What comes next: Word of mouth along with SPC’s usual ability to attain top theaters everywhere could help boost this above its weak initial reaction.
End of the Century (Cinema Guild) Metacritic: 84; Festivals include: New Directors/New Films, Frameline 2019
$10,398 in 1 theater; PTA: $10,398
This Argentine drama about two men who unexpectedly reconnect 20 years after their initial encounter had a strong initial response at New York’s IFC Center. The film, propelled by strong reviews, had an above average initial result for a subtitled film of late.
What comes next: This will have a slow expansion, with Los Angeles opening mid-September (Landmark is showing the film in multiple theaters among upcoming dates).
Seth Johnson, Courtesy of Roadside Attractions and Armory Films
The Peanut Butter Falcon (Roadside Attractions)
$294,090 in 49 theaters (+32); PTA: $6,002; Cumulative: $589,915
Roadside continues to include heartland theaters early in this movie’s run. This story of a 22-year-old special needs man who pursues his dream of wrestling success continues to show interest and word of mouth appeal outside normal specialized theaters. The careful handling so far is paying off. This well-selected date allows room for the drama to grow and could yield a sleeper success.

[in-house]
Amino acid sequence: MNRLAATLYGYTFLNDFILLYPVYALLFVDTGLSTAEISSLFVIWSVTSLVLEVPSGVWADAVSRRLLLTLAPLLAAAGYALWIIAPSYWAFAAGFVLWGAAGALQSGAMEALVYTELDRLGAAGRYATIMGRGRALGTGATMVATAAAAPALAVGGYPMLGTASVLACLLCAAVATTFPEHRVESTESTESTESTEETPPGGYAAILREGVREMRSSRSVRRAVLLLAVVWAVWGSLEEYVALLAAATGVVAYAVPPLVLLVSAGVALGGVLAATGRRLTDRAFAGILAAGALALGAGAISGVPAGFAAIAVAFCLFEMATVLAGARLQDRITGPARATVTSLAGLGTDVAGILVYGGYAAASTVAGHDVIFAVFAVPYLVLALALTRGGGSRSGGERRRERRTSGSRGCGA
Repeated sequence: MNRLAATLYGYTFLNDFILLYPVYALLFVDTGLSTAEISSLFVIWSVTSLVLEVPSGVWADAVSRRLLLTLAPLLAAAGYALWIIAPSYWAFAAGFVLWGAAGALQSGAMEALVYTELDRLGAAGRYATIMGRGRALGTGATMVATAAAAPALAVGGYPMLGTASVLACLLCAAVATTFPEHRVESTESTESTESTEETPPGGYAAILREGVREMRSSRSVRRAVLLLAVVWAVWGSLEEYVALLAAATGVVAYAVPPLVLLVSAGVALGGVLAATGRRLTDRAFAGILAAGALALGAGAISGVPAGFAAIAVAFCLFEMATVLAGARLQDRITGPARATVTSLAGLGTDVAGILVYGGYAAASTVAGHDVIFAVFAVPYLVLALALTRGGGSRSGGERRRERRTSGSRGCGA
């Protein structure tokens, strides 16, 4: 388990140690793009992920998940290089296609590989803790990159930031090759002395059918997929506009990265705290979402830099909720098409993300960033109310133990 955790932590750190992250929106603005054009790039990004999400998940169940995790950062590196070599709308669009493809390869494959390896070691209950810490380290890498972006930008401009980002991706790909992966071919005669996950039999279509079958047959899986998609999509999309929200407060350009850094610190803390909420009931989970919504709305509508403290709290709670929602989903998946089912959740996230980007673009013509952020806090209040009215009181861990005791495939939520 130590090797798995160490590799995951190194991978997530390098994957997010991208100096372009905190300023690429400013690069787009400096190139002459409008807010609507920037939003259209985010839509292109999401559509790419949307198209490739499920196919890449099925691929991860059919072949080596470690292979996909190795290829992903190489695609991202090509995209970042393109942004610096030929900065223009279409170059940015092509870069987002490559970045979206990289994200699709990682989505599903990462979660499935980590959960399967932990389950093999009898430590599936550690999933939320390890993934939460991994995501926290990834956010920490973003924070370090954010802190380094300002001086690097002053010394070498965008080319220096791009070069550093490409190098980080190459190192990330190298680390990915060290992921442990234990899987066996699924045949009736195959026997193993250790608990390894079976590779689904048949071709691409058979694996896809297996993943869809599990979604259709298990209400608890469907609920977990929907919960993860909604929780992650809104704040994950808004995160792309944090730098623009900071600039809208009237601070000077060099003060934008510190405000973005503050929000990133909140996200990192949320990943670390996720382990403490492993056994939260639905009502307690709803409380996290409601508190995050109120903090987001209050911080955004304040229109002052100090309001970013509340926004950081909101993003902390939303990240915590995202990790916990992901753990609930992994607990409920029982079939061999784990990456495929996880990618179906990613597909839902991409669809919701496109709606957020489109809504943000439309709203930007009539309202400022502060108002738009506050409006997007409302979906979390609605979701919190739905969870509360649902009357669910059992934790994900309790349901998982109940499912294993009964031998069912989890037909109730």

After the Wedding (Sony Pictures Classics)
$86,957 in 26 theaters (+21); PTA: $3,345; Cumulative: $159,378
Bart Freundlich’s gender-switching remake of Susanne Bier’s earlier Danish arthouse comedy about a family reunion gone bad showed a modest second weekend expansion. Starring Julianne Moore and Michelle Williams, the movie continues to deal with mixed reviews. The comparative gross falls well below the second weekend of “The White Crow,” SPC’s best grossing narrative release so far this year.
One Child Nation (Amazon)
$49,569 in 19 theaters (+17); PTA: $2,609; Cumulative: $79,367
Despite continued great reviews as the standout documentary opens in new cities, this expose of China’s draconian population control policy is drawing only modest response in its initial big city theaters.
Ongoing/expanding (Grosses over $50,000)
The Farewell (A24) Week 6